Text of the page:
"not later than 90 days after enactment of this Act and 6 months thereafter, the Secretary of State shall submit a report to the Committees on Appropriations detailing any crowd control items, including tear gas, made available with appropriated funds or through export licenses to foreign security forces that the Secretary of State has credible information have repeatedly used excessive force to repress peaceful, lawful, and organized dissent." The provision goes on to state: "the Secretary of State should consult with the Committees on Appropriations prior to obligating funds for such items to governments of countries undergoing democratic transition in the Middle East and North Africa." NOTE: This provision appears to have been added in response to concerns about the use of U.S.-manufactured tear gas by Egyptian security forces. That said, it begs the question: is Congress not also interested in the use of such materials by Israel in the West Bank, where unarmed protesters/demonstrators, including American citizens, have been severely injured or killed by tear gas canisters fired at close range? Given the way this provision was drafted, the answer would appear to be "no", since under Israeli military law, all Palestinian protests in the West Bank are illegal and thus Israeli actions against them cannot, by definition, be even examined as possible "excessive force to repress peaceful, lawful, and organized dissent."
TITLE VII - GENERAL PROVISIONS
Sec. 7007: Prohibition Against Direct Funding for Certain Countries
This is perennial bill language banning aid to Cuba, North Korea, Iran, and Syria, extending to loans, credits, insurance, and guarantees of the Export-Import Bank or its agents.
Sec. 7013: Prohibition on Taxation of United States Assistance
This is a perennial provision barring taxation of U.S. assistance. While this provision appears generic the only recipient explicitly identified is the West Bank and Gaza. This reflects the genesis of the provision - the allegation in a previous year that the Palestinian Authority (PA) was taxing U.S. assistance provided to NGOs (and recall that under existing law direct aid to the PA is prohibited), thereby indirectly benefiting from US assistance designed specifically to bypass the PA.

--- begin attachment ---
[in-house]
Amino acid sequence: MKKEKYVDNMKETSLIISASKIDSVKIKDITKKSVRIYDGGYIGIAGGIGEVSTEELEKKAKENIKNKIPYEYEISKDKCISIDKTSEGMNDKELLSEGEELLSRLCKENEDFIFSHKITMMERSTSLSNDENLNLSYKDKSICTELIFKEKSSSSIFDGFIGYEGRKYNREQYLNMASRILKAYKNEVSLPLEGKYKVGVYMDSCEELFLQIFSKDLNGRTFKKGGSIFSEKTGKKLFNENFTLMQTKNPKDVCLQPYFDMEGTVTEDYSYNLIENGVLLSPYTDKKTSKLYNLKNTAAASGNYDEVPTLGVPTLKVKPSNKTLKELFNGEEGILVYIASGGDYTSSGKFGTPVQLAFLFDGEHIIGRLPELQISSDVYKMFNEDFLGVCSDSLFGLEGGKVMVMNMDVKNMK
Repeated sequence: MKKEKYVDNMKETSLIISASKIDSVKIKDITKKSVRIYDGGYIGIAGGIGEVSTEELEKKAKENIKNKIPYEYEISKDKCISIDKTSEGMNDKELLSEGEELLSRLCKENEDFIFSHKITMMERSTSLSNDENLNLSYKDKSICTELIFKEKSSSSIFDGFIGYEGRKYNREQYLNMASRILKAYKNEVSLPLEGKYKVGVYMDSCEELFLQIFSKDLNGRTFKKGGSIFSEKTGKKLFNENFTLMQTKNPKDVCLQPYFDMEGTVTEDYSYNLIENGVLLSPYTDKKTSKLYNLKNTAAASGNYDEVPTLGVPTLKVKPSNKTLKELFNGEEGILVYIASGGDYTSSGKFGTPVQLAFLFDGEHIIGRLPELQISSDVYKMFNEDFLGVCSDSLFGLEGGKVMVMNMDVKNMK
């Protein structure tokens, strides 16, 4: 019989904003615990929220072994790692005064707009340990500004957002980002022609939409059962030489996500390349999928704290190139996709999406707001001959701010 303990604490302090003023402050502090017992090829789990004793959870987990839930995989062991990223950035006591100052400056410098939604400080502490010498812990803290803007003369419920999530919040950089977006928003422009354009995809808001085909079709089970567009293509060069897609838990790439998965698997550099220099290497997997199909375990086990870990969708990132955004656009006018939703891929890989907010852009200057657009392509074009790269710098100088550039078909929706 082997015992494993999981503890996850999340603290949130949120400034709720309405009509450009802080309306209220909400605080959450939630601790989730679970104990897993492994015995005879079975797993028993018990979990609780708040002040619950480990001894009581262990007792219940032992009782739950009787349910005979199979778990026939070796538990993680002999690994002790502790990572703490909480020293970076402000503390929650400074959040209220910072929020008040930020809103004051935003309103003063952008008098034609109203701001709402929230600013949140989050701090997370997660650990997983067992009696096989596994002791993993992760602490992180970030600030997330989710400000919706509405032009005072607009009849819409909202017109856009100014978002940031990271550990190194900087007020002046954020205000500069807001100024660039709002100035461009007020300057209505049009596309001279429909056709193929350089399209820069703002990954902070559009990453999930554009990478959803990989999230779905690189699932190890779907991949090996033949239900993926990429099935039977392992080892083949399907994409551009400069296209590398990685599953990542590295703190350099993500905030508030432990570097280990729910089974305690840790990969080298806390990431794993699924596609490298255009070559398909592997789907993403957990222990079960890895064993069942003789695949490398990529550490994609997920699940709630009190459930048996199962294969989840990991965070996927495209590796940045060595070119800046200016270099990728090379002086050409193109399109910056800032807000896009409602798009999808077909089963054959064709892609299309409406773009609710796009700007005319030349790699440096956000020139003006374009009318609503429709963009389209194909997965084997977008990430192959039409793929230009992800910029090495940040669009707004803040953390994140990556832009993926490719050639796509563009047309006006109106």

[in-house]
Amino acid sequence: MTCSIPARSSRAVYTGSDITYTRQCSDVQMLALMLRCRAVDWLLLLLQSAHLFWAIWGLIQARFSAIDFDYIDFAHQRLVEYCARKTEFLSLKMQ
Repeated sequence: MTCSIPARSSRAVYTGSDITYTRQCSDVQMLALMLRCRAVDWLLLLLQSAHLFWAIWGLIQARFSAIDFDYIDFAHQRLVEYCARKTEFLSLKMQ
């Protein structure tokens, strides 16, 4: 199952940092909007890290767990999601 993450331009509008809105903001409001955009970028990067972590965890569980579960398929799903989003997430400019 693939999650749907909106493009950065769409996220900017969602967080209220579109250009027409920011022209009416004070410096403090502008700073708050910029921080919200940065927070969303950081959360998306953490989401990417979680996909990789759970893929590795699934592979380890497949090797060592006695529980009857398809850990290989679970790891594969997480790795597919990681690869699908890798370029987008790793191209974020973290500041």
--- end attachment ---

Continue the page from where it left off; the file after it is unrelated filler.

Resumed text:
Sec. 7015 (f): Reprogramming Notification Requirements.
This section states that no funds appropriated under titles III through VI of this Act (pretty much all funds in the bill) may be obligated or expended for assistance to Serbia, Sudan, South Sudan, Zimbabwe, Afghanistan, Iraq, Pakistan, Cuba, Iran, Haiti, Libya, Ethiopia, Nepal, Colombia, Honduras, Burma, Yemen, Mexico, Kazakhstan, Uzbekistan, the Russian Federation, Somalia, Sri Lanka, or Cambodia "except as provided through regular notification procedures of the Committees on Appropriations."
Sec. 7021: Prohibition on assistance to governments supporting international terrorism
Perennial bill language (a) banning assistance to governments that export lethal military equipment to countries supporting international terrorism, including a Presidential national security waiver, and (b) prohibiting aid to any country which the President determines grants sanctuary to any individual or group that has committed an act of international terrorism, or any country that the President determines otherwise supports international terrorism, also including a national security waiver for the President. (Note: Sec. 7021 combines what were previously two separate sections in the bill).
Sec. 7035: Arab League Boycott of Israel
Perennial bill language expressing the Sense of the Congress opposing the Arab League Boycott of Israel, and articulating what Arab League states and the U.S. should be doing to end the boycott.